Previously relevant information can disrupt the ability of older adults to remember new information. Here, the researchers examined whether prior irrelevant information, or distraction, can also interfere with older adults’ memory for new information.Method.
Younger and older adults first completed a 1-back task on pictures that were superimposed with distracting words. After a delay, participants learned picture-word paired associates and memory was tested using picture-cued recall. In 1 condition (high interference), some pairs included pictures from the 1-back task now paired with new words. In a low-interference condition, the transfer list used all new items.Results.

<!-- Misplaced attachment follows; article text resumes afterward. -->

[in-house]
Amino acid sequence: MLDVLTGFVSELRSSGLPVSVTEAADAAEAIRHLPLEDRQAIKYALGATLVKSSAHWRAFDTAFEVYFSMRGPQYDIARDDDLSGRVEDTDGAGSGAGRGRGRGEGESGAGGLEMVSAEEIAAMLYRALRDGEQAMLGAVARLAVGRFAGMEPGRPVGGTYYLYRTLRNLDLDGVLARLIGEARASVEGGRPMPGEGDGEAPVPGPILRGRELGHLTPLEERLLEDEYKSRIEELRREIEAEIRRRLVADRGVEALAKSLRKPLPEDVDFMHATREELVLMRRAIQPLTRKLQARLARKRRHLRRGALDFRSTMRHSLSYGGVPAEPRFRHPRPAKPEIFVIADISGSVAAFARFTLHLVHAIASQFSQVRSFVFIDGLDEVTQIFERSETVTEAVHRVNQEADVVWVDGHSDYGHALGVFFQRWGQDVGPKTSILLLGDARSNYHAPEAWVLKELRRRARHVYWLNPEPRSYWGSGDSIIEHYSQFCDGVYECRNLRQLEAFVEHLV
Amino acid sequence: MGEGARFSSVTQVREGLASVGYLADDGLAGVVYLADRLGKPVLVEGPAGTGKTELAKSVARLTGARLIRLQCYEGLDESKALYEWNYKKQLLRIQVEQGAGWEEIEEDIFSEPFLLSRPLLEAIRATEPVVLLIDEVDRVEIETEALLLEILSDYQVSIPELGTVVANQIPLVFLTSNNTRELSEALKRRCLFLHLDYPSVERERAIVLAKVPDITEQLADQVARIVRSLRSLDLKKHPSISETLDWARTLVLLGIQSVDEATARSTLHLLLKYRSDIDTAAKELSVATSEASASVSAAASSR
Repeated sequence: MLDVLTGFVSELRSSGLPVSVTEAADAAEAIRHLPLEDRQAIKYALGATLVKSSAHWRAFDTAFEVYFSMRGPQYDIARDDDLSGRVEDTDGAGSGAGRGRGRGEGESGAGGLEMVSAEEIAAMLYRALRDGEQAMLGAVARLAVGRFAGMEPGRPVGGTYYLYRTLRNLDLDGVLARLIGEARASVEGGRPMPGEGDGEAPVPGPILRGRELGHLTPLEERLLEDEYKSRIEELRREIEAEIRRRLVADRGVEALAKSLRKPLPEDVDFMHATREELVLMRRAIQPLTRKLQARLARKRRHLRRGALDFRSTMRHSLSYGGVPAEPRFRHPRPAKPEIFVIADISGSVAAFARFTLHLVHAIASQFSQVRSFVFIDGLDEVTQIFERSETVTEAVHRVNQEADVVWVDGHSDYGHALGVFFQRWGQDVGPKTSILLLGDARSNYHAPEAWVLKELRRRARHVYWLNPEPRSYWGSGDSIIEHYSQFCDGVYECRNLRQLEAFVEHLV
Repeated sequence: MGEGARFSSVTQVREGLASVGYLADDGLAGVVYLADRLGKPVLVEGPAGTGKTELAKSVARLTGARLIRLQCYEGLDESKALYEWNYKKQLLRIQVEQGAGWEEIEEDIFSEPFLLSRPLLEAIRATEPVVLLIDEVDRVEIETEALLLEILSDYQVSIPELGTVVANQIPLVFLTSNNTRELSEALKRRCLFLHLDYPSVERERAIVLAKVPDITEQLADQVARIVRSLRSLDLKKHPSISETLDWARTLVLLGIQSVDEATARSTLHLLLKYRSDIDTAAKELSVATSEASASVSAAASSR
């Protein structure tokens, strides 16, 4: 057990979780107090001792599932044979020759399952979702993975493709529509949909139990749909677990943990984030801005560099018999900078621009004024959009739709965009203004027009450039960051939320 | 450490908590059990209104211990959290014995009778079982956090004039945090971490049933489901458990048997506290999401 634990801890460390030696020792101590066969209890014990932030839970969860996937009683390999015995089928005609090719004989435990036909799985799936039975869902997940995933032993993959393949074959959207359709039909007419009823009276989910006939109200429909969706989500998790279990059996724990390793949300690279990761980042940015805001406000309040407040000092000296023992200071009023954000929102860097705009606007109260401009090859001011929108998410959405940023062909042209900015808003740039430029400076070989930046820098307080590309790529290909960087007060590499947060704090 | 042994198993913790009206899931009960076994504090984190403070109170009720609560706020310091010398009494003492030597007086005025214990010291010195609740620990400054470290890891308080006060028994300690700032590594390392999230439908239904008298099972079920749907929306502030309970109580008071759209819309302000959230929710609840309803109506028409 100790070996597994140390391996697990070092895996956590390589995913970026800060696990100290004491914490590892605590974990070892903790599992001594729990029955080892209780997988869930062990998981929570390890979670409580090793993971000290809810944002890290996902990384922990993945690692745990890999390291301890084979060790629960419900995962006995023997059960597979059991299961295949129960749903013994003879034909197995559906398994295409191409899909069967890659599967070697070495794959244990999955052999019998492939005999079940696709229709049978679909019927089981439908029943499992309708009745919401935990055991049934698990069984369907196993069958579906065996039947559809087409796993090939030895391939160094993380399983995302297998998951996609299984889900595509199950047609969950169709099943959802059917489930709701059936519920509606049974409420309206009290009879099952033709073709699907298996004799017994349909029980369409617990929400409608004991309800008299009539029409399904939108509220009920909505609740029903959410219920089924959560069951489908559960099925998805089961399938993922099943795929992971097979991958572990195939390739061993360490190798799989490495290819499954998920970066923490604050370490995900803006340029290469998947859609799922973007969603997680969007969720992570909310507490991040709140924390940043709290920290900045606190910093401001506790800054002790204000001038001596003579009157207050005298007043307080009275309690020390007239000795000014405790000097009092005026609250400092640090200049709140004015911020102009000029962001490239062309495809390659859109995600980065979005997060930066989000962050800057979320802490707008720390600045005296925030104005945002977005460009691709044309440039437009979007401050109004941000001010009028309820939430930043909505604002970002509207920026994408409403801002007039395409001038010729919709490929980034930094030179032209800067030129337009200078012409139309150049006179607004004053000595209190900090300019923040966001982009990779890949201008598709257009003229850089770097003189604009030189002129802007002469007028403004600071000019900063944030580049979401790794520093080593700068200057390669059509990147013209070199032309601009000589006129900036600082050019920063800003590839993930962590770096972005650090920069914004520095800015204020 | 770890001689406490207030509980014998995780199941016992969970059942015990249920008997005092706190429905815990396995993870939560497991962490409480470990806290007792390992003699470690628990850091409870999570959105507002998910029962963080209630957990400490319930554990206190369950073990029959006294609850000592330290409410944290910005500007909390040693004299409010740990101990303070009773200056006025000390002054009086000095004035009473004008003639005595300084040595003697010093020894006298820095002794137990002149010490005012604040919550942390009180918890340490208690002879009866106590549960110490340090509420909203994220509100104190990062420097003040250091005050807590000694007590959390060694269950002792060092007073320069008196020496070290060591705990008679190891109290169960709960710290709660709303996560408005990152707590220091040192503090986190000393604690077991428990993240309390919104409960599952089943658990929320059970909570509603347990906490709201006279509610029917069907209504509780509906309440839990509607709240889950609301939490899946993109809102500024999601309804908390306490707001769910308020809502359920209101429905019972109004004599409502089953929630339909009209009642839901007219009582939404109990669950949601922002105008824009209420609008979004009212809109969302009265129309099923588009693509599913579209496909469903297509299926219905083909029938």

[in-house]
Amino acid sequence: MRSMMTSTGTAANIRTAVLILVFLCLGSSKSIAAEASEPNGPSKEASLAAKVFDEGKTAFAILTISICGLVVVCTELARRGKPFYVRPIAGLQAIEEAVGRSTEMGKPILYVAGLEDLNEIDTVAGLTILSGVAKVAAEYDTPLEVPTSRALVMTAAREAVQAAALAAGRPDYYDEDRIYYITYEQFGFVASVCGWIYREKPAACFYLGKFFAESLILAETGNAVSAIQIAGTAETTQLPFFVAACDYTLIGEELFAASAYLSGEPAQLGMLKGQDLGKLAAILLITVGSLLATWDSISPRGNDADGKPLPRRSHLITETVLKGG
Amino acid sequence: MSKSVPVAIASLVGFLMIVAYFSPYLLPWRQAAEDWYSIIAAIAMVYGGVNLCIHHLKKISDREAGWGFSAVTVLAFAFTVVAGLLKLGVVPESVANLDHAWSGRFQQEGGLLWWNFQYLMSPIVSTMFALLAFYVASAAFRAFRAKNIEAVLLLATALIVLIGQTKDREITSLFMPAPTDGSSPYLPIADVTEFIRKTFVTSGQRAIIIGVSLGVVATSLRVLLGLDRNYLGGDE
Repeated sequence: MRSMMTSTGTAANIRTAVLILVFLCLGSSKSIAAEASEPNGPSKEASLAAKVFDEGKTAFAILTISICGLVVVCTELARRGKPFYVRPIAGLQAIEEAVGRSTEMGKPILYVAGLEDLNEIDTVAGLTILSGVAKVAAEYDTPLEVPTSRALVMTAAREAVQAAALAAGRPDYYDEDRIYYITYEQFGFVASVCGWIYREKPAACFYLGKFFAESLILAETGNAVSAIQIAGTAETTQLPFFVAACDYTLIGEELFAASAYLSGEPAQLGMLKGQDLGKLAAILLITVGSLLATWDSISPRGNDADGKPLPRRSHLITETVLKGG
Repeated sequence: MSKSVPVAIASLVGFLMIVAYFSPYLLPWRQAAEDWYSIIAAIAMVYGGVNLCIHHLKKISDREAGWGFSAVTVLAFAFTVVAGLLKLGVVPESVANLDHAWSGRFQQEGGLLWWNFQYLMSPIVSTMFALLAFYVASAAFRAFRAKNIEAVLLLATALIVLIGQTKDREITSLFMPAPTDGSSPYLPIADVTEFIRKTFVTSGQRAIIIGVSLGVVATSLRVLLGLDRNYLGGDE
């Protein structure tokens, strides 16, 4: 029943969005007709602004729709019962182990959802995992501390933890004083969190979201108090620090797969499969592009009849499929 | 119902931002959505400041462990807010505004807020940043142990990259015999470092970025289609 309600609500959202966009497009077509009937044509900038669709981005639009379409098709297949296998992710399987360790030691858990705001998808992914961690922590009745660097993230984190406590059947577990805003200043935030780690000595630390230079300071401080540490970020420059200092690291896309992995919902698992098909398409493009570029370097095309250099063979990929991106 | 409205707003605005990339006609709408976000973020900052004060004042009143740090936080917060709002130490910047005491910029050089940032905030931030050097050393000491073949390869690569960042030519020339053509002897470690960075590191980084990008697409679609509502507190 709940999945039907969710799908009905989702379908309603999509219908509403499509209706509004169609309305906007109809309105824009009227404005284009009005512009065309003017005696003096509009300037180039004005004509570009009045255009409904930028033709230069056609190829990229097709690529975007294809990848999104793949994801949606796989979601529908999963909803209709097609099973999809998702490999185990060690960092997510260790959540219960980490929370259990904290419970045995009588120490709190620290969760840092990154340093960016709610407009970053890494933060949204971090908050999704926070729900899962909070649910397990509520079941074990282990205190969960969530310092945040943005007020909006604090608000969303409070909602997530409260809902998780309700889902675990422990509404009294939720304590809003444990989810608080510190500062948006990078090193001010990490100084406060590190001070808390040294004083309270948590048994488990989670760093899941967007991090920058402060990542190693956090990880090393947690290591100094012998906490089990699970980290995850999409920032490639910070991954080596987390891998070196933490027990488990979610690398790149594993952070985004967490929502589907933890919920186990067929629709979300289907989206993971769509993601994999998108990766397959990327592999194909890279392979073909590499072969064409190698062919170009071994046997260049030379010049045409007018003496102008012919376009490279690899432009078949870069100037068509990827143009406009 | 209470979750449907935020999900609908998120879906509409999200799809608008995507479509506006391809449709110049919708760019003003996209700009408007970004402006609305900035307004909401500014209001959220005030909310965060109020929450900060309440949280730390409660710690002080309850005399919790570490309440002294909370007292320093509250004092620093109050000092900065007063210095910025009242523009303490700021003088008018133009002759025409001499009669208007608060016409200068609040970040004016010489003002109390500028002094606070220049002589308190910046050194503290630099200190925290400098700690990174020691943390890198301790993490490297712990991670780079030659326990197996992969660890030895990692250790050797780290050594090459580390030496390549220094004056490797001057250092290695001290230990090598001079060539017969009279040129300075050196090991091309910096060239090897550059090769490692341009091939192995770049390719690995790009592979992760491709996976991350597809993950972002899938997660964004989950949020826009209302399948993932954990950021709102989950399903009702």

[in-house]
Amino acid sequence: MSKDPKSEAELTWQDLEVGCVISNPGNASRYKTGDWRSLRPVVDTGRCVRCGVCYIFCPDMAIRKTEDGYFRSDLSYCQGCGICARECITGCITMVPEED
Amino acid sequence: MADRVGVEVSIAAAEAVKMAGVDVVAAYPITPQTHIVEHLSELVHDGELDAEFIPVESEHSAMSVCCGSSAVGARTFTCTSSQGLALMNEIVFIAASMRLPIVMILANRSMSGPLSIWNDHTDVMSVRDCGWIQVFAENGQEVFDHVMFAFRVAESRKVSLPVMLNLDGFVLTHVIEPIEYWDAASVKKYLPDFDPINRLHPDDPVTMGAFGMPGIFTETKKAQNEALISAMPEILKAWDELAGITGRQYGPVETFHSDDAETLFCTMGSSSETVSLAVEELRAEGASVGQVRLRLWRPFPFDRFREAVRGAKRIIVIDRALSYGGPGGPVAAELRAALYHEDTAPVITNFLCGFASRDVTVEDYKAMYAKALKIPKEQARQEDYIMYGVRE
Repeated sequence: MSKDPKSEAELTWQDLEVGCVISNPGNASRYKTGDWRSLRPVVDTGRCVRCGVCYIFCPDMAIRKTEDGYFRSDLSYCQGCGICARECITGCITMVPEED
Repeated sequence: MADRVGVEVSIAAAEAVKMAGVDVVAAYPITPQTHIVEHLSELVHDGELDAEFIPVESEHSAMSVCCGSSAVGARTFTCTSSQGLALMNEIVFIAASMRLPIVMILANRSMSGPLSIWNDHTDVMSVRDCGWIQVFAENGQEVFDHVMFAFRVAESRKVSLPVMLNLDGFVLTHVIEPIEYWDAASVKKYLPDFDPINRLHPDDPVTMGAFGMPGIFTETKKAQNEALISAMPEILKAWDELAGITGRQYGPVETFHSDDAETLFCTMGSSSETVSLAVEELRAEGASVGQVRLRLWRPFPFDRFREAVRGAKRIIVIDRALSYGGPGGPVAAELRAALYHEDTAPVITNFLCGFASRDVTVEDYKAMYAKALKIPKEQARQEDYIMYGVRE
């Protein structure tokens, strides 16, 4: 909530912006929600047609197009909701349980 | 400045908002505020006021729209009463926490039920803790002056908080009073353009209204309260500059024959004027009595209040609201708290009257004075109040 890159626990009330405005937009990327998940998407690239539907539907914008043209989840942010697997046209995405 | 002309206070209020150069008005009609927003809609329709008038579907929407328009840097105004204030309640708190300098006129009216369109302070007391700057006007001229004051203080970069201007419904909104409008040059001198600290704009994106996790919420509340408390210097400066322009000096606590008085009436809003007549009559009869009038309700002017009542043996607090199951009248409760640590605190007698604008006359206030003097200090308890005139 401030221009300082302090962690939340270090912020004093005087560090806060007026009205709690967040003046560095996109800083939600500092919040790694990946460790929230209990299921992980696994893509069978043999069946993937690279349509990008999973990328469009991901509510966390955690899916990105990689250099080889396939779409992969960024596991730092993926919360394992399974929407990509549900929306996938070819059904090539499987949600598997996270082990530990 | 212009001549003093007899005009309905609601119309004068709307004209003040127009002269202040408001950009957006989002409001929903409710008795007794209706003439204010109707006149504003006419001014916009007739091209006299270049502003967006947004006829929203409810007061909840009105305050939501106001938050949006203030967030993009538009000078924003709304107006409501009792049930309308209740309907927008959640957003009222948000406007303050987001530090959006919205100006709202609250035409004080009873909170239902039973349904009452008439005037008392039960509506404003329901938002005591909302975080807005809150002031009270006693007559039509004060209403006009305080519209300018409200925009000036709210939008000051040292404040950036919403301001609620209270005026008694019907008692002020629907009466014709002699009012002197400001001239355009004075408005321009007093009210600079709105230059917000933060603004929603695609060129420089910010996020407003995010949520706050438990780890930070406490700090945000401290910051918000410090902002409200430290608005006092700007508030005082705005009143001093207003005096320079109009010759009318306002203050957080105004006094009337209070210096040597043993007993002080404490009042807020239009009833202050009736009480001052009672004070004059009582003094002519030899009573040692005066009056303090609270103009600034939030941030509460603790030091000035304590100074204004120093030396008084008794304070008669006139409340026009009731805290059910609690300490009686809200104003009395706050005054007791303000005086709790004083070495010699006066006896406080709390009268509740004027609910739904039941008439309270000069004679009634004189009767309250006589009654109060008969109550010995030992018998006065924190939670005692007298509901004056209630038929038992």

Older adults had substantially lower cued-recall performance in the high- compared with the low-interference condition. In contrast, younger adults’ performance did not vary across conditions.Discussion.
These findings suggest that even never-relevant information from the past can disrupt older adults’ memory for new associations.